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Huron Central Railway on the ropes again

With government funding dried up, Genesee & Wyoming threatens to cut Sault-Sudbury rail service
huron-central railway
Huron Central Railway (File photo)

Freight service between Sault Ste. Marie and Sudbury is again in jeopardy.

Genesee & Wyoming Canada (GWC), the Montreal parent company of short-line railroader Huron Central Railway is threatening to discontinue operations in early 2020.

The rail carrier insists it needs $40 million over five years to fix and maintain the track and infrastructure since the freight volumes alone on the 278-kilometre line aren’t enough to run profitably.

The Huron Central Railway (HCRY) hauls steel, forest products and chemicals for Algoma Steel in Sault Ste. Marie, Domtar in Espanola and EACOM in Nairn Centre. The railway employs about 40.

“For the last few years, we have worked diligently with elected officials in Toronto and Ottawa and a dedicated team of local leaders to develop a long-term strategy to sustain HCRY,” said Genesee & Wyoming Canada president Louis Gravel, in an Oct. 7 statement.

The rail carrier said it has a cost-sharing model in mind involving both levels of government that will sustain the Huron Central over the long haul.

“While both the provincial and federal governments made commitments to support our long-term plan, the only recent funding received has been a modest investment from the province to temporally sustain operations,” said Gravel.

This is the third time in ten years that the company has warned it might drop service. In 2009, the company gave a 30-day notice, with a series of extensions, until the City of Sault Ste. Marie took the lead and managed to package a $33-million subsidy for track and bridge repairs.

Last fall, the provincial government provided $980,000 in stop-gap funding to keep the service running for another year while negotiations continued with province on a long-term deal.

Those talks, evidently, have provided no solution for the railway.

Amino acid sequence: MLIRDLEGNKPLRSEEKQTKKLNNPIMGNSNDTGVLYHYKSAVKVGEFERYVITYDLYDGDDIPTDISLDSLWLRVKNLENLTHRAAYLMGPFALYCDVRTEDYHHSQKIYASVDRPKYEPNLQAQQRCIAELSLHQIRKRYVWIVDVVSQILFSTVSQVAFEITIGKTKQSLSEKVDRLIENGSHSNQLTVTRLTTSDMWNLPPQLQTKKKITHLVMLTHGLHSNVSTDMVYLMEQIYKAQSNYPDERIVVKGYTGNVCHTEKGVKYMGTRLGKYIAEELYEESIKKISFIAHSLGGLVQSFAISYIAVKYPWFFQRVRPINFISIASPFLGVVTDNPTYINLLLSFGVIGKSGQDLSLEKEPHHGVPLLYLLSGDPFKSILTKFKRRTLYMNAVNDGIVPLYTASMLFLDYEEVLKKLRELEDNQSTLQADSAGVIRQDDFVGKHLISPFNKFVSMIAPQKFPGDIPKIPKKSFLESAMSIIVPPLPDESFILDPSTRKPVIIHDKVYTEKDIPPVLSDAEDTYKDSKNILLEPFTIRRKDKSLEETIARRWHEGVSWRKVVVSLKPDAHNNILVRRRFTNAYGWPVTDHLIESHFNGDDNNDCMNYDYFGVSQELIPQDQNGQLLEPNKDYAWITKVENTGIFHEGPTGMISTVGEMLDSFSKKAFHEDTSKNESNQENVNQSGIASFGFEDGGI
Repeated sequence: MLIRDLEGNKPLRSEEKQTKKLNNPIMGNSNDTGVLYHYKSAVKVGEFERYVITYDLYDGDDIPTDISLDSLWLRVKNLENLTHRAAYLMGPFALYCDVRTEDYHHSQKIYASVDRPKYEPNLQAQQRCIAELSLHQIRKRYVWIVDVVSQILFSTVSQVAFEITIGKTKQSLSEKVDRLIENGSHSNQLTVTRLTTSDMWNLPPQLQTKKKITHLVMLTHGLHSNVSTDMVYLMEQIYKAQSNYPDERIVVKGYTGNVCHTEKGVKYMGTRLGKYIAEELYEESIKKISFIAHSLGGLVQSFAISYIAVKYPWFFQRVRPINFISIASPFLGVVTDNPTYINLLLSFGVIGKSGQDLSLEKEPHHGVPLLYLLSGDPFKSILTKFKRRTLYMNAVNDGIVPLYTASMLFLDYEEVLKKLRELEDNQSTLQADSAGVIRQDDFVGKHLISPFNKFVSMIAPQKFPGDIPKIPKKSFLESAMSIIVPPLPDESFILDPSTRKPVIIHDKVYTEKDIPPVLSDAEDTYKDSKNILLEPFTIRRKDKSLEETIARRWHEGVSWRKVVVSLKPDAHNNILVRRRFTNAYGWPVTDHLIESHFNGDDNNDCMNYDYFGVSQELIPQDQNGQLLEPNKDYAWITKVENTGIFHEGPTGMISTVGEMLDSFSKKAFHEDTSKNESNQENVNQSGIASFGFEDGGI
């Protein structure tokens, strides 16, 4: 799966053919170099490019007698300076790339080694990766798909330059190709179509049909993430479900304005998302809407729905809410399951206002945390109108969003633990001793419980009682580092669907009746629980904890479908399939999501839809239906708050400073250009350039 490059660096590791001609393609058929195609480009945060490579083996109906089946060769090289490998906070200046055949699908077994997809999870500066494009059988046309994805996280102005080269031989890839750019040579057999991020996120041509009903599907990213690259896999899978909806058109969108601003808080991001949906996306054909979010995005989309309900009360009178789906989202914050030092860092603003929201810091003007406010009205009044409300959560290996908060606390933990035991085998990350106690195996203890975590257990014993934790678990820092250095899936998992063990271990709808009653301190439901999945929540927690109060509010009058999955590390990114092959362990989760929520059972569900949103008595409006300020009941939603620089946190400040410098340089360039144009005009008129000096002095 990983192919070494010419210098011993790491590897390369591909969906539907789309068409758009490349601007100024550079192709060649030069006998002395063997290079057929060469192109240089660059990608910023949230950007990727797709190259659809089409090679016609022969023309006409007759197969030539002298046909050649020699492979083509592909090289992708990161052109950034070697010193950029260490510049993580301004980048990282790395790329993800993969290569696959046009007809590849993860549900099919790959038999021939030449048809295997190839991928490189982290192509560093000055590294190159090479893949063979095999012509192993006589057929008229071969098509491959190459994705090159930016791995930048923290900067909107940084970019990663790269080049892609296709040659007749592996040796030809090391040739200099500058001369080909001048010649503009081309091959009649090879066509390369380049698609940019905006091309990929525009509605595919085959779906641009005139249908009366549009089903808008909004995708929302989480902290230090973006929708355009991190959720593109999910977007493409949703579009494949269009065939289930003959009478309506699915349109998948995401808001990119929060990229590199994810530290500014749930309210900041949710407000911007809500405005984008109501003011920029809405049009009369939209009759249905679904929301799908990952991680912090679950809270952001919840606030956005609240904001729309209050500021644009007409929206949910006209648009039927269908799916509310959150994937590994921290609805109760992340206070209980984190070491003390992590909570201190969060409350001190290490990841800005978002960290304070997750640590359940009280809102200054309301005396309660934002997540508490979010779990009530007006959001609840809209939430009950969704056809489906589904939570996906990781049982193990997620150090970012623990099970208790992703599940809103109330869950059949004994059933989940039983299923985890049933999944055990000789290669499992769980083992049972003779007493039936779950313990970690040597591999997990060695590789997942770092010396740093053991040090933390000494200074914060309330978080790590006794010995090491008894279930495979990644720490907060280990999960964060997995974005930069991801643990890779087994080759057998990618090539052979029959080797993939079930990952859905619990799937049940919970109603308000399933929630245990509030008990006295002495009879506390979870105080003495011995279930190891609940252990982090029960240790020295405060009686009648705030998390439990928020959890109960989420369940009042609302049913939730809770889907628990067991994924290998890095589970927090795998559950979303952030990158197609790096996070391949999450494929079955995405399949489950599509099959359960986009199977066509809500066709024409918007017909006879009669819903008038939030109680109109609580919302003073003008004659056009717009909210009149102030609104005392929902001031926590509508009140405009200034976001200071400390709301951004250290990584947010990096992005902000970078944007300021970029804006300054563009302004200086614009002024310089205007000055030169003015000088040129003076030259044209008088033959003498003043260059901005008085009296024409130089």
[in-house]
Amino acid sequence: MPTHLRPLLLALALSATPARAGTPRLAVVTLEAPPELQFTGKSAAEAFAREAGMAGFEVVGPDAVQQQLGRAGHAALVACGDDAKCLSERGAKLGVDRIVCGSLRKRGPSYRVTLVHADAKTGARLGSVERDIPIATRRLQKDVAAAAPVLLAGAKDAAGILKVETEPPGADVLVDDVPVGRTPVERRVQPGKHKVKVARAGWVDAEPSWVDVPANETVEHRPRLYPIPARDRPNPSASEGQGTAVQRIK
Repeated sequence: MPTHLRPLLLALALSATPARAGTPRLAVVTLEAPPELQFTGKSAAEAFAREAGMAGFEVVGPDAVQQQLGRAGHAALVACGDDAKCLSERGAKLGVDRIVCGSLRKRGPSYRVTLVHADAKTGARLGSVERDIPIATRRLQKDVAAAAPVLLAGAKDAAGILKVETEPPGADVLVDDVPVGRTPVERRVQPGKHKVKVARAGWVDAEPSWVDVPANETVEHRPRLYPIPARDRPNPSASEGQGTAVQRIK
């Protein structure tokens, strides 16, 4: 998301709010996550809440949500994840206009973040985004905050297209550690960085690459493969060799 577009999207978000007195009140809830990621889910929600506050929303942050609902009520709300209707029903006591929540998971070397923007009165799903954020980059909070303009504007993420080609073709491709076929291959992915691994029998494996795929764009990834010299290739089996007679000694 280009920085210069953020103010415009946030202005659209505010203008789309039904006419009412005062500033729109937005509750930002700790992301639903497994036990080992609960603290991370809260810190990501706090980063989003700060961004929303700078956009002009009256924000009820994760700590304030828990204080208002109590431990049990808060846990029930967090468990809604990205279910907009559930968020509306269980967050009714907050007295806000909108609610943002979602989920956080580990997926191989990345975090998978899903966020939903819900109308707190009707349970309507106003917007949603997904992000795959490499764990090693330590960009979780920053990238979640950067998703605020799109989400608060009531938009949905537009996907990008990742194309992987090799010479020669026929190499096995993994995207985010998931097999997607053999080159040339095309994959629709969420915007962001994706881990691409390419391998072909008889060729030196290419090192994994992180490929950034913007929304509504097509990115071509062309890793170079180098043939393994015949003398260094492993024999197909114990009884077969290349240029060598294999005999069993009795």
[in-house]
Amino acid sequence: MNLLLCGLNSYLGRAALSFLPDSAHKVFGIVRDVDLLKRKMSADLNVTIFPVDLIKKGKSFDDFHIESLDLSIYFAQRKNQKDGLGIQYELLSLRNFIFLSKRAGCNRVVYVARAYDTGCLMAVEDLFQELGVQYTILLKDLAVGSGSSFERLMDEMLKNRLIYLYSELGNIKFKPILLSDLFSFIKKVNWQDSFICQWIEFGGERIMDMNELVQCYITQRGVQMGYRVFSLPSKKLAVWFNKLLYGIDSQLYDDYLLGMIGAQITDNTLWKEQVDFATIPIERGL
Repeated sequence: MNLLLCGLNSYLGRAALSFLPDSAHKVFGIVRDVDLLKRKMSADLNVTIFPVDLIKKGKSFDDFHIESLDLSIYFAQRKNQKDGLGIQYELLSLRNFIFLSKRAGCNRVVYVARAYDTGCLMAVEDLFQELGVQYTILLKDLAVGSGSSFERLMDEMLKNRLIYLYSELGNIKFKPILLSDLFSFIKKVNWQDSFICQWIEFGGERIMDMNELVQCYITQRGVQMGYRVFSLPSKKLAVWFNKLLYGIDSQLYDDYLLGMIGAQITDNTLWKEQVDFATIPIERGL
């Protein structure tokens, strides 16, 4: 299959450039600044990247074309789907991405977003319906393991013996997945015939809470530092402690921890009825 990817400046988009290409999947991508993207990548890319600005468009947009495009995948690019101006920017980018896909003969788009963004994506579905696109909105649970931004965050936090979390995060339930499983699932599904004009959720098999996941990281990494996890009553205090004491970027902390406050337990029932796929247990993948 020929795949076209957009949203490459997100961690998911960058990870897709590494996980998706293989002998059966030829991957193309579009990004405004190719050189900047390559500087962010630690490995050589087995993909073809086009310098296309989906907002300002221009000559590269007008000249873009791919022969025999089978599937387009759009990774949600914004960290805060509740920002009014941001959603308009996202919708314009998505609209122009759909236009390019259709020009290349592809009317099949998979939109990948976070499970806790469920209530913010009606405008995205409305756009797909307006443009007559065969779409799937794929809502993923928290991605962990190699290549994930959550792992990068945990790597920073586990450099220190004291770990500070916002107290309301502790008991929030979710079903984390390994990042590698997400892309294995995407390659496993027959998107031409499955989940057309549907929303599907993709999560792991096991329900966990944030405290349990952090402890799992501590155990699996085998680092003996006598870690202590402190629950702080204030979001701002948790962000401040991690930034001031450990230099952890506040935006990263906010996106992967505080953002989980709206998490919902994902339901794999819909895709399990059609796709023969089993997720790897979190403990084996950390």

In his statement, Gravel said this funding only provided a “minimum level of emergency repairs needed to sustain the safe operation of the line while we pursued the longer-term solution.”

Gravel said his team will continue discussions with Queen’s Park and Ottawa leading up to the deadline but pointed out in the company’s release that some of the railroad’s customers, notably Domtar’s Espanola plant and Algoma Steel, have been the recent beneficiaries of the government subsidies.

“While they recently announced substantial investments to help some of HCRY’s main customers, the railway that supports their supply chains and access to global markets hangs in the balance.

“We have never been in the business of closing railways and do not take this decision lightly, as we recognize how important HCRY is to our valued employees and the communities and businesses served since we began operating the line in 1997. The need for this capital investment predates that time, but we remain hopeful that it can still be secured prior to our cessation of service.”

The Huron Central line is owned by CP Rail, which contracts Genesee & Wyoming Canada to feed regional freight onto its trans-Canada line at Sudbury. CP has shown no inclination in the past to invest in the track.

GWC’s Connecticut-headquartered American parent, Genesee & Wyoming, was acquired over the summer by Brookfield Infrastructure in an $8.4-billion deal.

The railroader has operations in Canada, Britain and Australia consisting of 120 short-line railroads that provide feeder freight service to the larger Class 1 rail operators.

Monitoring the situation closely is the Sault Ste. Marie Chamber of Commerce.

The viability of short-line railways, in particular the Huron Central, has been a priority issue for the business advocacy group.

In an emailed response to Northern Ontario Business, the Sault chamber noted it has frequently talked with the Railway Association of Canada on the challenges faced by short lines and has galvanized support from other chambers at the regional, provincial and national levels to petition the federal transportation minister “to do more to support Canada’s short-line rail system.”

“We noted at that time that the benefits of moving freight by rail are numerous,” said the chamber.

“Rail transportation is generally four times more fuel efficient than truck. In addition, a single freight train removes more than 300 tractor trailers from the province’s congested highway and road network, minimizing wear and tear on publicly funded assets and improving transportation.”

Last month at the Canadian Chamber of Commerce’s Annual General Meeting in Saint John, N.B., the Sault chamber supported a policy resolution recommending that Ottawa create a capital funding program of low interest loans for short-line operators and establish a tax credit program to assist these operators in making capital investments.

That resolution passed and is part of the advocacy priorities of the Canadian chamber and its cross-Canada network.